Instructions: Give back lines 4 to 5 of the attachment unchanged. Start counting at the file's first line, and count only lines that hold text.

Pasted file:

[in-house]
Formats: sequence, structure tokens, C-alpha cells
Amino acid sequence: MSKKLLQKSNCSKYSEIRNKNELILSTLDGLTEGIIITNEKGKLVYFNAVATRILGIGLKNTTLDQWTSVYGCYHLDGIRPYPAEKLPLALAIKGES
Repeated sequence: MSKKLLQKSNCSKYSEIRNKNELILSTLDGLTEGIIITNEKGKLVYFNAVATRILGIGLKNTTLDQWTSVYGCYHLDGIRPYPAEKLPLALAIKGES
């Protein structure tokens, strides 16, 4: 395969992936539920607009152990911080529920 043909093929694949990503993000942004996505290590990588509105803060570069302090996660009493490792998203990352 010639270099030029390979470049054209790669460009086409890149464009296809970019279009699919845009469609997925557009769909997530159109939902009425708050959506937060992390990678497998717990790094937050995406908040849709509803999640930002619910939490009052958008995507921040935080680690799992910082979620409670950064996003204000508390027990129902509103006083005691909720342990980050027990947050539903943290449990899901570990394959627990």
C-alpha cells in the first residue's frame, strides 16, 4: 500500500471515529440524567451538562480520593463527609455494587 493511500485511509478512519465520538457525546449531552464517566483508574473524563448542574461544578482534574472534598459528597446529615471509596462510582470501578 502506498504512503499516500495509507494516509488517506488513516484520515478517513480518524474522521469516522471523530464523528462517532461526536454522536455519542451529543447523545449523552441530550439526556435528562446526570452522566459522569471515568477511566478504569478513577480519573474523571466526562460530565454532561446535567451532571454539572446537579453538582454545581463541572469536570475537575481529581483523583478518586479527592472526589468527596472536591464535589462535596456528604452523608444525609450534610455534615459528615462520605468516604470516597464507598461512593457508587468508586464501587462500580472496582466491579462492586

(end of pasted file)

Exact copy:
Repeated sequence: MSKKLLQKSNCSKYSEIRNKNELILSTLDGLTEGIIITNEKGKLVYFNAVATRILGIGLKNTTLDQWTSVYGCYHLDGIRPYPAEKLPLALAIKGES
């Protein structure tokens, strides 16, 4: 395969992936539920607009152990911080529920 043909093929694949990503993000942004996505290590990588509105803060570069302090996660009493490792998203990352 010639270099030029390979470049054209790669460009086409890149464009296809970019279009699919845009469609997925557009769909997530159109939902009425708050959506937060992390990678497998717990790094937050995406908040849709509803999640930002619910939490009052958008995507921040935080680690799992910082979620409670950064996003204000508390027990129902509103006083005691909720342990980050027990947050539903943290449990899901570990394959627990």